The market for electric cars is burgeoning – not only in Europe but world-wide. Any rise in the number of electric cars is reflected in increased demand for batteries and for the cells contained therein: Reliable estimates suggest that demand will increase tenfold by the year 2030.
Vehicle complexity decreases sharply whenever the combustion engine is replaced by an electric powertrain. Whereas a car fitted with a combustion engine consists of some 1400 moving parts, those with an electric powertrain have only approximately 210. An eight-cylinder engine is made up of around 1200 parts, each of which requires fitting; in contrast, an electric engine has only 17.
Consequently, there have been considerable changes in the range of system parts and components needed. New suppliers and smaller vehicle manufacturers suddenly find themselves in an environment in which they can compete with large, established OEMs due to the reduction in vehicle complexity.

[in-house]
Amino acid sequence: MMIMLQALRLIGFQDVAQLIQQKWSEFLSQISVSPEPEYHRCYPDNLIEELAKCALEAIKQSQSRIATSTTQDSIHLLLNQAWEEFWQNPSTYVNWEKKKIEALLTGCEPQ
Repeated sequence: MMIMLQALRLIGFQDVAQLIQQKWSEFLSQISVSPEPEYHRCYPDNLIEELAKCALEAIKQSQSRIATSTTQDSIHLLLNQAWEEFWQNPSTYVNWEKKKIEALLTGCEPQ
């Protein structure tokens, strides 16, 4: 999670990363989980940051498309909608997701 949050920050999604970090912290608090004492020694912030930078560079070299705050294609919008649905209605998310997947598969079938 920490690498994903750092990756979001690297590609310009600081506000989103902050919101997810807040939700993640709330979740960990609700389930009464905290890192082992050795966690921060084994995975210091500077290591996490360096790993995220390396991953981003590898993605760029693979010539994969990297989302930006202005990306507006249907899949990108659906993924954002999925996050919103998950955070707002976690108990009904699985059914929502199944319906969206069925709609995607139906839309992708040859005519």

That is why the engineers at the Fraunhofer IPT are currently focusing different production technologies suitable for manufacturing a wide range of components and parts for electric powertrains – from models containing classical lithium-ion batteries through supercapacitors and flywheel energy storage units to fuel cells. Why are we doing this? We intend to work with our partners to retain and reinforce the long-term future of Germany as an automotive manufacturing base.